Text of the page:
Not Ready for EverReady

  • December 21, 2023

What does it say about a product when half of the retailers expected to sell it want no part of it? It’s another one of those questions we’re not supposed to voice the obvious answer to.

So let’s do.

About half of the Buick retailers (that is, dealerships) in this country have elected to stop selling anything rather than bankrupt themselves trying to sell the battery powered devices with “Buick” badges on them that parent company General Motors says they must try to sell, even if they can’t.

And pay for the opportunity to do that.

GM – having been pushed by the government to manufacture battery powered devices – applied the push to Buick (and Cadillac) dealers to try to sell them. Dealers were told they would have to spend hundreds of thousands of dollars each toward that end. The dealerships would have to be updated to deal with the devices; chiefly, this meant spending their money on electrical upgrades so that the devices that GM foisted on them would retain charge while sitting on the lot, not selling. And so that customers (this assumes they could be found) would not accumulate in the waiting room all day, waiting for their device to be charged up enough so they could leave.

It is necessary to keep devices plugged in while they’re not being used for essentially the same reason it’s a good idea to disconnect the battery in a car that will sit for months, unused.

And alligator clamp the battery to a trickle charger, so that when you want the car to start when you need it to, it will.

With the difference being that if it won’t start because the battery died despite your best efforts to prevent that, you generally don’t throw away the car. You buy a new battery. When the car is a device – and its battery has lost its capacity – it’s the device you toss.

Buick dealers were told by GM that in order to keep the devices they were being forced to accept and try to sell, they would have to spend what was necessary to keep them in operable condition – however long that might be.

This would be on top of what they were obliged to spend on the devices, themselves, as part of their “allotment.” Dealers generally don’t get to sell what they want. They are obliged by contract to sell what the parent company sends them. They finance the purchase of their allotment, in the manner of a short-term investment that they hope will reliably generates return enough, soon enough, to pay for what they spent.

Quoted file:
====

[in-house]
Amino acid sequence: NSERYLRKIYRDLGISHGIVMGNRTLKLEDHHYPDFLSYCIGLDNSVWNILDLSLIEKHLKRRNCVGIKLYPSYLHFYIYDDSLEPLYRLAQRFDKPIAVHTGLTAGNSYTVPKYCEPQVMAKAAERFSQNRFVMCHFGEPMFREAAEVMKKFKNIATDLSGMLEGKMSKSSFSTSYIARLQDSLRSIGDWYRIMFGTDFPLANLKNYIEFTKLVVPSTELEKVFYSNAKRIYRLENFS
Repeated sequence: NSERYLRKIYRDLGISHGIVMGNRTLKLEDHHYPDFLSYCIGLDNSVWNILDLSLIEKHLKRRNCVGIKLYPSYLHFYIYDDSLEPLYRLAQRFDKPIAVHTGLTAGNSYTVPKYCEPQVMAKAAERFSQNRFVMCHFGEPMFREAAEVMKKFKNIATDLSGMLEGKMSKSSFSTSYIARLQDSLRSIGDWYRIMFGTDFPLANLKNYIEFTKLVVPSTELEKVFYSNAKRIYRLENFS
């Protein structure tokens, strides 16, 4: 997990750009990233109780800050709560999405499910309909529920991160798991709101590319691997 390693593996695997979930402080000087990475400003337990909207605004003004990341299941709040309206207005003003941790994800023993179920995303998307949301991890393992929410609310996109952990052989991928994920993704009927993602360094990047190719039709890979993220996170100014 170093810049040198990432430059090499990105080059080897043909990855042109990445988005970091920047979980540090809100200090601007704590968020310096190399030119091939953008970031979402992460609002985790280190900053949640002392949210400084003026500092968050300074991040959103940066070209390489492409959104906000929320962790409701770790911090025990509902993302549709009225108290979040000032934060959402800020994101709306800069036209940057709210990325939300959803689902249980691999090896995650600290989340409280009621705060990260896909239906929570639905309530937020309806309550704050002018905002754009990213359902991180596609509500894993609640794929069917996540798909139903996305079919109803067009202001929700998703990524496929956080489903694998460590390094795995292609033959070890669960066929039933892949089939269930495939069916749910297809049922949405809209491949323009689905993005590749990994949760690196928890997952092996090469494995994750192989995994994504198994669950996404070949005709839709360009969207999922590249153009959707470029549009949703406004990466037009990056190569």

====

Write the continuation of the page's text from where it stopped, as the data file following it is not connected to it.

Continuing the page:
This works when cars reliably sell.

It doesn’t when devices don’t.

It isn’t just inventory that accumulates on dealer’s lots. It’s interest – on the short-term loan taken out by the dealer to finance the purchase of the allotment of cars on the lot. It is therefore very much in the dealership’s interest to buy vehicles that sell. Those that don’t aren’t just sitting (and in the case of EVs, costing the dealer money in the form of what it costs to keep them charged while they sit). They are also costing interest, accumulating the longer they sit and don’t sell.

A point comes when the dealership must cut its losses – by paying someone (anyone) to take the thing that’s not selling off the lot, as that’s worth more than what it costs to continue losing money keeping the thing on the lot, collecting dust (and interest charges).

That point came this year.

Many – about half – of the total number of Buick dealers decided that spending money on devices that people don’t want to buy and even more money on the hardware needed to keep them from bricking while not selling is not a good way to stay in business. So they decided to go out of business instead. The dealers could accept buyouts, which is better than bankruptcy in that at least the dealer didn’t lose everything. But the people who worked for the dealerships that are closing will lose their jobs – and maybe more, if they can’t find new ones. The managers and technicians and sales people who won’t be working at those Buick stores anymore are among the casualties of “electrification.”

News stories such as this one in USA Today frame this shit-rolls-downhill story interestingly. It says “Late last year, Buick said it would be asking dealers to commit a minimum investment of $300,000 to $400,000 to prepare their stores to sell and service EVs.

Italics added.

Corrections follow:

Buick dealers were not “asked.” To ask implies there is no pressure to agree. Buick dealers were told they would either “invest” hundreds of thousands of their dollars to make dubiously sensible “upgrades” to their stores – or they would be cut loose by GM. This is “asking” like being “asked” to hand over what a thug with a gun in your ribs says is his “fair share” of your money  . . . else you know what.

And “invest”?

To use that word in this context is an etymological obscenity. People – and businesses – do not need to be “asked” (that is, told) to make sound investments because those make rather than lose money. But they do need to be “asked” to make the kinds of “investments” that GM demanded its Buick dealers make.

It will be interesting to see what happens to the remaining Buick dealerships that did make the “investment” demanded by GM in devices they won’t be able to sell.

The same, by the way, will likely be the fate of every other brand of car that has been pushed into trying to sell what most people don’t want to buy. Especially the luxury brands, which previously offered things that other brands didn’t, such as V8 and V12 engines.

Will they be able to get people to spend $100,000 on a Duracell when people can buy a $40,000 EverReady?

We’ll see soon enough.

. . .

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